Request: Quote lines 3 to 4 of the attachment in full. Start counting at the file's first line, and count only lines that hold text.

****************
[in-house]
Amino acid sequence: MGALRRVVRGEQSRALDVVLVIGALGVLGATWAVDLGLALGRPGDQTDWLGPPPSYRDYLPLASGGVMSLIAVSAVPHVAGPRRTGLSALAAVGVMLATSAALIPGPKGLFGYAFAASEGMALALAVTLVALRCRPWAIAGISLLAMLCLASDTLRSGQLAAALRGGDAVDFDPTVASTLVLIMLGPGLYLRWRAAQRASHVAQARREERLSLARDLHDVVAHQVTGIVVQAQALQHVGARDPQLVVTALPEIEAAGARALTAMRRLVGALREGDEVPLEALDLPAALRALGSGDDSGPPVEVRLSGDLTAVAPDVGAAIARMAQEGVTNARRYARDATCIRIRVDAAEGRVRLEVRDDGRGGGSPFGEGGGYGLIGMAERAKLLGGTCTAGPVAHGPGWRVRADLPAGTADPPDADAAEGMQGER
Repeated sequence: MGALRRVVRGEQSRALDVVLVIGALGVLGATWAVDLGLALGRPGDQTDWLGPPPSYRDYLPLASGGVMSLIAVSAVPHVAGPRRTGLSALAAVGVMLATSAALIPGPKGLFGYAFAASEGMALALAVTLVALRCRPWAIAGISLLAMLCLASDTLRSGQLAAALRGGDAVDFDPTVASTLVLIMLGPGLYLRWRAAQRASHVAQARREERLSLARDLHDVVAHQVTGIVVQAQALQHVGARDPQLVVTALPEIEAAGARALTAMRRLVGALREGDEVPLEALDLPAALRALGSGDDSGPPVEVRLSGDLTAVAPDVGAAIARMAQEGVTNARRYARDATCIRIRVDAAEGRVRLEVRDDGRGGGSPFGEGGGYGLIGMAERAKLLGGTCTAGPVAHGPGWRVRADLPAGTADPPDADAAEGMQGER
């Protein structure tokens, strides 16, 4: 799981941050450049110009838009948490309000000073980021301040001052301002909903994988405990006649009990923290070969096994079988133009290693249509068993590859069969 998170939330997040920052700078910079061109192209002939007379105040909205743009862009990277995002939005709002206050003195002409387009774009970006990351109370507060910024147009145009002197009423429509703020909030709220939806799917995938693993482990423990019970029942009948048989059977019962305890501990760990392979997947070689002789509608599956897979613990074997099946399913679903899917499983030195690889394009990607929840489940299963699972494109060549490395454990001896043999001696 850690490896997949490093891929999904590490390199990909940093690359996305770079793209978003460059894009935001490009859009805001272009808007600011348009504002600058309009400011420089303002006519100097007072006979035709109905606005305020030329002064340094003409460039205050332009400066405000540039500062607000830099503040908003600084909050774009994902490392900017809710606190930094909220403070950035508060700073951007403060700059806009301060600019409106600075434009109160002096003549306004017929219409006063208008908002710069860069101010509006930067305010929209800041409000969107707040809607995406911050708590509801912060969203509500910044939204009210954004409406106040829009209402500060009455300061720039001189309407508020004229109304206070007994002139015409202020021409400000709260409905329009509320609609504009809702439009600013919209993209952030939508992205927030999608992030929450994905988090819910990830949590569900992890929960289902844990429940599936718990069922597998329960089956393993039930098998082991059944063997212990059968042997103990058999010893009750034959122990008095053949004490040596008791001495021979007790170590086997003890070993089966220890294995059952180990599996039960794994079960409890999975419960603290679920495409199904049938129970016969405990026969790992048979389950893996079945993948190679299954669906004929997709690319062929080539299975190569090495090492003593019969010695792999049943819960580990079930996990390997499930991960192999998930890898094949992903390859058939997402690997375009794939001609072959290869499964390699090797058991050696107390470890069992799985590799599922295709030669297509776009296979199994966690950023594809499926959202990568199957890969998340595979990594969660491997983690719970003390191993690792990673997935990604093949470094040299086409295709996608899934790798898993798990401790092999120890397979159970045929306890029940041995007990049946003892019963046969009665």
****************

Repeated sequence: MGALRRVVRGEQSRALDVVLVIGALGVLGATWAVDLGLALGRPGDQTDWLGPPPSYRDYLPLASGGVMSLIAVSAVPHVAGPRRTGLSALAAVGVMLATSAALIPGPKGLFGYAFAASEGMALALAVTLVALRCRPWAIAGISLLAMLCLASDTLRSGQLAAALRGGDAVDFDPTVASTLVLIMLGPGLYLRWRAAQRASHVAQARREERLSLARDLHDVVAHQVTGIVVQAQALQHVGARDPQLVVTALPEIEAAGARALTAMRRLVGALREGDEVPLEALDLPAALRALGSGDDSGPPVEVRLSGDLTAVAPDVGAAIARMAQEGVTNARRYARDATCIRIRVDAAEGRVRLEVRDDGRGGGSPFGEGGGYGLIGMAERAKLLGGTCTAGPVAHGPGWRVRADLPAGTADPPDADAAEGMQGER
């Protein structure tokens, strides 16, 4: 799981941050450049110009838009948490309000000073980021301040001052301002909903994988405990006649009990923290070969096994079988133009290693249509068993590859069969 998170939330997040920052700078910079061109192209002939007379105040909205743009862009990277995002939005709002206050003195002409387009774009970006990351109370507060910024147009145009002197009423429509703020909030709220939806799917995938693993482990423990019970029942009948048989059977019962305890501990760990392979997947070689002789509608599956897979613990074997099946399913679903899917499983030195690889394009990607929840489940299963699972494109060549490395454990001896043999001696 850690490896997949490093891929999904590490390199990909940093690359996305770079793209978003460059894009935001490009859009805001272009808007600011348009504002600058309009400011420089303002006519100097007072006979035709109905606005305020030329002064340094003409460039205050332009400066405000540039500062607000830099503040908003600084909050774009994902490392900017809710606190930094909220403070950035508060700073951007403060700059806009301060600019409106600075434009109160002096003549306004017929219409006063208008908002710069860069101010509006930067305010929209800041409000969107707040809607995406911050708590509801912060969203509500910044939204009210954004409406106040829009209402500060009455300061720039001189309407508020004229109304206070007994002139015409202020021409400000709260409905329009509320609609504009809702439009600013919209993209952030939508992205927030999608992030929450994905988090819910990830949590569900992890929960289902844990429940599936718990069922597998329960089956393993039930098998082991059944063997212990059968042997103990058999010893009750034959122990008095053949004490040596008791001495021979007790170590086997003890070993089966220890294995059952180990599996039960794994079960409890999975419960603290679920495409199904049938129970016969405990026969790992048979389950893996079945993948190679299954669906004929997709690319062929080539299975190569090495090492003593019969010695792999049943819960580990079930996990390997499930991960192999998930890898094949992903390859058939997402690997375009794939001609072959290869499964390699090797058991050696107390470890069992799985590799599922295709030669297509776009296979199994966690950023594809499926959202990568199957890969998340595979990594969660491997983690719970003390191993690792990673997935990604093949470094040299086409295709996608899934790798898993798990401790092999120890397979159970045929306890029940041995007990049946003892019963046969009665």